One example of a tensor data set that shows up in most people's everyday lives is a series of images, or a movie. Each frame of a movie contains a horizontal axis and a vertical axis and can be considered a matrix where the elements are the pixel intensities. We stack the frames one on top of the other to form a tensor. Each element of this tensor is the intensity of a pixel at horizontal position \(i\), vertical position \(j\), and frame \(t\). I illustrate this "frame stacking" with the movie below:

As seen in the far right, we might observe data that has been corrupted by noise --- that is, we see a fuzzy movie. The goal is to recover the uncorrupted movie. Denote the original movie by \(\Theta\). It is natural to model the noise as additive residual variation

\[ \mathcal{X} \overset{d}{=} \Theta + \mathcal{E}, \] where \(\mathcal{E}\) is the error tensor. Common schemes for estimating \(\Theta\) begin by first "vectorizing" each frame and then combining these vectorized images into one big matrix.After this transformation, we perform some estimation scheme on this new matrix --- sometimes called a "Casorati" matrix --- and then "re-arrayicize" the estimate to obtain the "de-noised" movie. Since each frame of a movie is usually not too different from adjacent frames, we would expect a lot of co-linearity among the columns of this Casorati matrix. That is, this matrix is approximately low rank. Well performing estimators shrink toward this low rank structure, usually through the singular value decomposition (SVD). Let \(Y\) be the Casorati matrix. The SVD decomposes \(Y \in\mathbb{R}^{p\times n}\) into the product of three matrices \[ Y = UDV^T, \] where \(U\) and \(V\) have orthonormal columns and \(D = \text{diag}(\sigma_1,\ldots,\sigma_p)\) is a diagonal matrix such that \(\sigma_1 \geq \cdots\geq \sigma_p \geq 0\). The columns of \(U\) and \(V\) are called the left and right singular vectors, respectively, of \(Y\). The diagonal elements of \(D\) are the singular values. A key property of the SVD is that the number of non-zero singular values is exactly the rank of \(Y\). One way to shrink toward low rank structure, then, is to shrink the singular values toward zero. One can see an example of this approach in Candès el. al. [2013].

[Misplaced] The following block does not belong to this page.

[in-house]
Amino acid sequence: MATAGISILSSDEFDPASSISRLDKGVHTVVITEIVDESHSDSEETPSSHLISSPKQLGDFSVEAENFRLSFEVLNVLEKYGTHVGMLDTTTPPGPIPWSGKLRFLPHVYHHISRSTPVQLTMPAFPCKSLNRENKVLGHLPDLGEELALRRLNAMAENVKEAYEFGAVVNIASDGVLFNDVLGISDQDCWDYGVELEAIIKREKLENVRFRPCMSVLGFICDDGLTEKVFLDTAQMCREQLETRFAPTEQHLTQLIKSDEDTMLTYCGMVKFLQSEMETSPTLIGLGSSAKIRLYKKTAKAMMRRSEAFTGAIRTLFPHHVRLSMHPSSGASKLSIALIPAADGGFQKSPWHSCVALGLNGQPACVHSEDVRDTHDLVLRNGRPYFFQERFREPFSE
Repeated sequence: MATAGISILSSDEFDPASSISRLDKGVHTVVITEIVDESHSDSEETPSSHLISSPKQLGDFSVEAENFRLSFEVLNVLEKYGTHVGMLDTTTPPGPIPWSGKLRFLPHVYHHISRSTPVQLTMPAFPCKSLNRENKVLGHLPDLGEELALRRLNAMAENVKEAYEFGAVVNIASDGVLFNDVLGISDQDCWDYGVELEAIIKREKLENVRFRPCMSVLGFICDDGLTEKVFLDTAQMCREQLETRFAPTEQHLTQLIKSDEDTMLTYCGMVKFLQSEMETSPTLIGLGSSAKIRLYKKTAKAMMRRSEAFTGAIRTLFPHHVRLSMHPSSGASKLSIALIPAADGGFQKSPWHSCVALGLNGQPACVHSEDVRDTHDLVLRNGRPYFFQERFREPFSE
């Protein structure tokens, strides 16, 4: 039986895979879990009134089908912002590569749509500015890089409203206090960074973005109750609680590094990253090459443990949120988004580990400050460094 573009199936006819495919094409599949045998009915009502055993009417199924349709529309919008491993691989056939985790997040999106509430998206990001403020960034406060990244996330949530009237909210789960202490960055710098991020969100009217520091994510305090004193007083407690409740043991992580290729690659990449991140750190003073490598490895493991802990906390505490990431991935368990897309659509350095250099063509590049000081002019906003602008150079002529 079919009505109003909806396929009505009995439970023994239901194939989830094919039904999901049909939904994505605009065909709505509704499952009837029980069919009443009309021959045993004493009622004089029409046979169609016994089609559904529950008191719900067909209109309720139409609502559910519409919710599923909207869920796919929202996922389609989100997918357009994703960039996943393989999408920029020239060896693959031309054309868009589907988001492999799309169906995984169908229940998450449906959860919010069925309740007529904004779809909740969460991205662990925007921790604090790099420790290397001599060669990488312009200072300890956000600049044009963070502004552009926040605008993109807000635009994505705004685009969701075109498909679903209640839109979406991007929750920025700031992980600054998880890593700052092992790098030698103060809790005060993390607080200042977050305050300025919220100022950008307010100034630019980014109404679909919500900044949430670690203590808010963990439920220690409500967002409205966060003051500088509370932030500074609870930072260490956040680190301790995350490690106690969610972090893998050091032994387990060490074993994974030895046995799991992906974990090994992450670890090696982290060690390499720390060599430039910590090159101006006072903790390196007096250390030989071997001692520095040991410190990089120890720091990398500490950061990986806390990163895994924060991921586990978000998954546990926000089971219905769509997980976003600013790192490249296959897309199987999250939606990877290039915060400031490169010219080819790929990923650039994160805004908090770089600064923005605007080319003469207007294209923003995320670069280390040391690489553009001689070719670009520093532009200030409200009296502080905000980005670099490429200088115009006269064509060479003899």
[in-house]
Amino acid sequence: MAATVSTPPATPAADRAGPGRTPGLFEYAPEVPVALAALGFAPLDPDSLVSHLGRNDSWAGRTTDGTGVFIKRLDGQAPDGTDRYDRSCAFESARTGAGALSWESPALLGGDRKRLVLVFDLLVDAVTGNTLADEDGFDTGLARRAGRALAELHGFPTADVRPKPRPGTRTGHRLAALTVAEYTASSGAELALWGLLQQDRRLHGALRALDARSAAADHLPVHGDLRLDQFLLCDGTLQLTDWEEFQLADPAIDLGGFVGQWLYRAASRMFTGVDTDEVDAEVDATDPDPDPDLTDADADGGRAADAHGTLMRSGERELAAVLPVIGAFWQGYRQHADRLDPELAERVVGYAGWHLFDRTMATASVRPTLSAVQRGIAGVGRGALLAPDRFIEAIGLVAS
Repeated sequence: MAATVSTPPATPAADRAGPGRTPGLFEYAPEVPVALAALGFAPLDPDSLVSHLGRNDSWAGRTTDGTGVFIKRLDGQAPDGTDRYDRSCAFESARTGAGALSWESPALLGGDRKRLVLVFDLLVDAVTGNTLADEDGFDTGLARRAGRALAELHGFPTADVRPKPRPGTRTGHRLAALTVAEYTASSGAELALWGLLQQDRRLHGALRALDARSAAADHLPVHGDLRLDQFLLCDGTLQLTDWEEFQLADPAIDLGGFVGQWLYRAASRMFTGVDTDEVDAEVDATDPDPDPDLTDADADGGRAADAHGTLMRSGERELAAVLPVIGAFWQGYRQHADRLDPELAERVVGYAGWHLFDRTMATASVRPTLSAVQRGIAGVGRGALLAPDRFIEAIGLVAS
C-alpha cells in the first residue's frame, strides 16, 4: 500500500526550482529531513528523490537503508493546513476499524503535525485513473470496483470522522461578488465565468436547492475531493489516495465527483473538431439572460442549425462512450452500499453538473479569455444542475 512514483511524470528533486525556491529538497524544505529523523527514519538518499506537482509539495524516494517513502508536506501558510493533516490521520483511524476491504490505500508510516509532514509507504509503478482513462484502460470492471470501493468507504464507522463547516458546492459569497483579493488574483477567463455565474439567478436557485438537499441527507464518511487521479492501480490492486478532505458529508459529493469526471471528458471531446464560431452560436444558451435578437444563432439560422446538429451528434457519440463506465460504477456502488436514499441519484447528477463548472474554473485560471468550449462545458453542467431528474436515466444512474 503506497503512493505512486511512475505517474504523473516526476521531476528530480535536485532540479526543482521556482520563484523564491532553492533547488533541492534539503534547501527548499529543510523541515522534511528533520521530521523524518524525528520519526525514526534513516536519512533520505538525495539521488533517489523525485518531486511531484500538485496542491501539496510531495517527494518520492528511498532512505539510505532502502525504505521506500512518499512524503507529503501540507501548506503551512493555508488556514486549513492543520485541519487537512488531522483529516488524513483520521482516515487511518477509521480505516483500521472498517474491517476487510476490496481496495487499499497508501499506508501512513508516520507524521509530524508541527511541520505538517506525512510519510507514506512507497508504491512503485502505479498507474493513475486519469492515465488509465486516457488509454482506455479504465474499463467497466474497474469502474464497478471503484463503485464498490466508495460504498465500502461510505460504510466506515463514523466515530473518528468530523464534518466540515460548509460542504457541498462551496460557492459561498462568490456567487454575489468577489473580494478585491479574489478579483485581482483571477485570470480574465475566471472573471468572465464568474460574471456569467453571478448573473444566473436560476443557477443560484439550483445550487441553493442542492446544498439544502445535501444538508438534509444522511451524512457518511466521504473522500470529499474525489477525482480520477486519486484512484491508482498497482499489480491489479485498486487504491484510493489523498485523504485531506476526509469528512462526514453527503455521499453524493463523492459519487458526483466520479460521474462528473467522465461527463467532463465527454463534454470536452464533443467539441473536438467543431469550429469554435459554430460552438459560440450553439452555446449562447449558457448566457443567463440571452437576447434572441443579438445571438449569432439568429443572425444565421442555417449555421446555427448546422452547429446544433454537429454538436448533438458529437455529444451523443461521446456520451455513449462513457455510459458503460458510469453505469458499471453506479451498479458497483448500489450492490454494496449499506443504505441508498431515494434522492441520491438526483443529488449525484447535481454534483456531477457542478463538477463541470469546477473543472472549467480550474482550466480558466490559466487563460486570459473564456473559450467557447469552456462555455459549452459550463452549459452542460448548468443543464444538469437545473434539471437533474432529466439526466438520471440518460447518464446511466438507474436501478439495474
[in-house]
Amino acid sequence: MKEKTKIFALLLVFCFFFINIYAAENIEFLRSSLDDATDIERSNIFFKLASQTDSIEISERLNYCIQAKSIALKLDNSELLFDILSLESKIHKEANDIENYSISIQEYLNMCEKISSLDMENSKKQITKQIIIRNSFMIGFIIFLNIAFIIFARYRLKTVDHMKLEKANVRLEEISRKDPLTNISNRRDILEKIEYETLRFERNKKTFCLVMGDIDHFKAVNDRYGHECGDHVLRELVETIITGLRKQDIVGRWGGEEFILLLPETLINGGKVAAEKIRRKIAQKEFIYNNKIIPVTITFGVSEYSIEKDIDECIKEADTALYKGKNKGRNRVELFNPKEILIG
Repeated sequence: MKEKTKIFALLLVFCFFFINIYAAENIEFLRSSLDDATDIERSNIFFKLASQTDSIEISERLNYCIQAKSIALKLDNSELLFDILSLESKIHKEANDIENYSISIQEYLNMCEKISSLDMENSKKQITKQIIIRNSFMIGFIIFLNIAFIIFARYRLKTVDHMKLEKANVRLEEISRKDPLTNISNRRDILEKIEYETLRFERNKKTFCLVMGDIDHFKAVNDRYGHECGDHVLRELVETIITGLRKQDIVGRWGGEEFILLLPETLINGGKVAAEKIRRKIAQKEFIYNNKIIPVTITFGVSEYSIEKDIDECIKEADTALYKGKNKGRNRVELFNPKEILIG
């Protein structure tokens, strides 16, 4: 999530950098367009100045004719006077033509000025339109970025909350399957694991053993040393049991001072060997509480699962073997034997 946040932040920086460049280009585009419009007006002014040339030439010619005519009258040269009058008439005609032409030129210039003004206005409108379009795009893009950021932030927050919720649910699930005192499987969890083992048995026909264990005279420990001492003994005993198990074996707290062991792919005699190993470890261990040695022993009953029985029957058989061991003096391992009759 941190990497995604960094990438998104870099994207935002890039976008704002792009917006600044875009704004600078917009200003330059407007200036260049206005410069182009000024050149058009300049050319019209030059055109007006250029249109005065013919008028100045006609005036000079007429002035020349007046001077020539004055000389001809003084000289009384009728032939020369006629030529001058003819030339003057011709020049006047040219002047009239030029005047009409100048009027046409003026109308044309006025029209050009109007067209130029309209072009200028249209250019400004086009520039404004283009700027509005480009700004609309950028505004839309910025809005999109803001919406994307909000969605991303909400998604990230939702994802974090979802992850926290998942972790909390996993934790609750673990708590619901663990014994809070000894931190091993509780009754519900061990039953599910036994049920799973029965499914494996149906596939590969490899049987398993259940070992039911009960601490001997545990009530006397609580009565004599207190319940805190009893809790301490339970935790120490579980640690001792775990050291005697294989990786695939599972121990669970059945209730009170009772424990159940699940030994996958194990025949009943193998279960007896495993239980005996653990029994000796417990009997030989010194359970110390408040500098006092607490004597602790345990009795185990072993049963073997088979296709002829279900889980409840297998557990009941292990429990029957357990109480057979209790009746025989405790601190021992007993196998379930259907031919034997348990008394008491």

However, the first step in this estimation process was to destroy the tensor structure of the movie by converting it to a matrix. If we believe that there is tensor structure --- e.g. because vertically and horizontally adjacent pixels tend to have similar intensities --- then we can improve our estimators by shrinking toward this additional tensor-specific structure.

There is reason to believe that there is additional tensor structure here. The Casorati matrix indexes the time dimension along the columns and the two spatial dimensions along the rows. But there are other ways to convert a tensor to a matrix. We may construct a matrix where the columns index the x-axis and the rows index both the time and the y-axis dimensions. We may also construct a matrix where the columns index the y-axis and the rows index the time and x-axis dimensions. Below are scree-plots (plots of the singular values) for these three matrices: